Tribeca Film Festival 2010 Wrap Up
Trying to encapsulate the Tribeca Film Festival of 2010 brings to mind the story of the three blind men describing an elephant. The man at the trunk has one description. The man at the tail has another point of view while the blind man at the side has still a different evaluation of the pachyderm. The festival, which ran from April 21 – May 2, screened over one hundred films and hosted panel discussions in 12 venues including the Village East Cinemas on Second Avenue, the Chelsea Clearview Cinemas and SVA theatre, both on 23rd Street, the Borough of Manhattan Community College on Chambers Street and the Union Square Barnes & Noble. That it was too much for any one person to see, both in terms of scheduling and stamina, goes without saying. So based on what I saw, along with my review of “Brilliant Love” below, here is what I thought of the elephant that came to our neighborhood for 11 days.
Last Play at Shea. “Last Play at Shea” is an energetic, fascinating lesson in pop culture and New York City history. Billy Joel was the last artist to perform at Shea Stadium before it was torn down. The mainstay of this documentary is the footage of that concert, but what makes the piece unique is that it tells three other stories as well. Inter-cut with the concert we learn about the history of Shea Stadium, including the famous 1965 Beatles Concert, the history of the Mets at Shea and the history of Joel’s life and career, all of which have more parallels than one might expect. The film has been very well shot and edited keeping its many “balls in the air” and bringing the four elements together so that they culminate to give weight to this one final concert event.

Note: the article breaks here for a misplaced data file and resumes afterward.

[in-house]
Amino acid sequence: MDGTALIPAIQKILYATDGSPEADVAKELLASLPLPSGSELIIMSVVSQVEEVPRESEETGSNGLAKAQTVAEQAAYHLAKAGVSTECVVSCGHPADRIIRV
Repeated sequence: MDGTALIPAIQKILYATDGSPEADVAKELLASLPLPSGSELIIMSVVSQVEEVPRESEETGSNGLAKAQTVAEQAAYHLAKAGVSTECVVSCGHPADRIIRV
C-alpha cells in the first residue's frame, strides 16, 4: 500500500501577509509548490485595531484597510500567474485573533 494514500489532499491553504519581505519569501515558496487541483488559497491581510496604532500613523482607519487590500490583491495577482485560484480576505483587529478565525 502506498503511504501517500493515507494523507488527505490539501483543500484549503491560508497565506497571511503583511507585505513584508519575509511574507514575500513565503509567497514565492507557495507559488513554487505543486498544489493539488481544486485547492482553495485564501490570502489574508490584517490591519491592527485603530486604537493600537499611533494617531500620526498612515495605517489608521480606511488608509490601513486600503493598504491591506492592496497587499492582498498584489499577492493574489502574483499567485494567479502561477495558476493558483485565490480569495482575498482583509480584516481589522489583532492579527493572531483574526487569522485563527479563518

Freakonomics. Could corrupt practices in the world of Sumo wrestling explain why it took the SEC such a long time to catch on to Bernie Madoff? Could Roe v. Wade have been directly responsible for a decrease in crime? Could less than stellar high schoolers be bribed to pull up their grades? Based on the book by Steven D. Levitt and Stephen J. Dubner, this engaging, thought provoking documentary uses animation, re-enactments and a humorous, lively commentary to draw connections between seemingly disparate elements. It might best be described as narrative, non-fiction filmmaking based on a lot of empirical evidence. While I was not 100% convinced by all of its conclusions, some of which I suspect might be colored by the authors’ political views, “Freakonomics” is able to take some rather dry data and present it in a manner that is fast moving, entertaining and intelligent.
Visionaries. Filmmaker Chuck Workman, best known for putting together those terrific Oscar film clip compilations, and one of my personal favorite short films “Precious Images,” has made a very comprehensive and accessible documentary on the history of avant-garde cinema. I’ll admit to not always “getting” avant-garde films and to its credit the documentary explains that to appreciate these films one has to challenge oneself. The film features film clips inter-cut with various interview subjects: critic Amy Taubin, Anthology Film Archives founder Jonas Mekas and many others including archival interviews with Andy Warhol. “Visionaries” was interesting enough to make its case and made me want to give some of these films another chance.